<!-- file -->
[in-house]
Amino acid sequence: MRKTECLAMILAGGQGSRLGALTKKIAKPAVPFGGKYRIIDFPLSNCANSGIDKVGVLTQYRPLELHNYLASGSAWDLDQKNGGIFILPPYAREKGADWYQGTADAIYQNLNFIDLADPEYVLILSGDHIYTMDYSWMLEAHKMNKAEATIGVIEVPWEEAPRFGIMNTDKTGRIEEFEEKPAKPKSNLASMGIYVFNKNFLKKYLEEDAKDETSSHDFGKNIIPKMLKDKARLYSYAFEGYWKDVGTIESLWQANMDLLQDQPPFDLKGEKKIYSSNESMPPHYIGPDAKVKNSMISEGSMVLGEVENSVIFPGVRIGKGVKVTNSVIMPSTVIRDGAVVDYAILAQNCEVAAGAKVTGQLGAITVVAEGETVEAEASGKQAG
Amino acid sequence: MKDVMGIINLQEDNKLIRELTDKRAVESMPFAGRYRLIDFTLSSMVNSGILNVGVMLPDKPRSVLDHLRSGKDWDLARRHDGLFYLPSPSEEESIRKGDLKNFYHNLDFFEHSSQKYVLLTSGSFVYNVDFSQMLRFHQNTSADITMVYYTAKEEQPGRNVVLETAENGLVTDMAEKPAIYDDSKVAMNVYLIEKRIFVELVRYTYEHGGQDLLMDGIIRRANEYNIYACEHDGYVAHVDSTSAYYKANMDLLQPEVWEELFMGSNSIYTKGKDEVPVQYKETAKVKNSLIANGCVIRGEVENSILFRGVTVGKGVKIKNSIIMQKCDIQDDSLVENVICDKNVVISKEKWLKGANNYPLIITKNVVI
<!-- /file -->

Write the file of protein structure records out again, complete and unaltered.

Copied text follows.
[in-house]
Amino acid sequence: MRKTECLAMILAGGQGSRLGALTKKIAKPAVPFGGKYRIIDFPLSNCANSGIDKVGVLTQYRPLELHNYLASGSAWDLDQKNGGIFILPPYAREKGADWYQGTADAIYQNLNFIDLADPEYVLILSGDHIYTMDYSWMLEAHKMNKAEATIGVIEVPWEEAPRFGIMNTDKTGRIEEFEEKPAKPKSNLASMGIYVFNKNFLKKYLEEDAKDETSSHDFGKNIIPKMLKDKARLYSYAFEGYWKDVGTIESLWQANMDLLQDQPPFDLKGEKKIYSSNESMPPHYIGPDAKVKNSMISEGSMVLGEVENSVIFPGVRIGKGVKVTNSVIMPSTVIRDGAVVDYAILAQNCEVAAGAKVTGQLGAITVVAEGETVEAEASGKQAG
Amino acid sequence: MKDVMGIINLQEDNKLIRELTDKRAVESMPFAGRYRLIDFTLSSMVNSGILNVGVMLPDKPRSVLDHLRSGKDWDLARRHDGLFYLPSPSEEESIRKGDLKNFYHNLDFFEHSSQKYVLLTSGSFVYNVDFSQMLRFHQNTSADITMVYYTAKEEQPGRNVVLETAENGLVTDMAEKPAIYDDSKVAMNVYLIEKRIFVELVRYTYEHGGQDLLMDGIIRRANEYNIYACEHDGYVAHVDSTSAYYKANMDLLQPEVWEELFMGSNSIYTKGKDEVPVQYKETAKVKNSLIANGCVIRGEVENSILFRGVTVGKGVKIKNSIIMQKCDIQDDSLVENVICDKNVVISKEKWLKGANNYPLIITKNVVI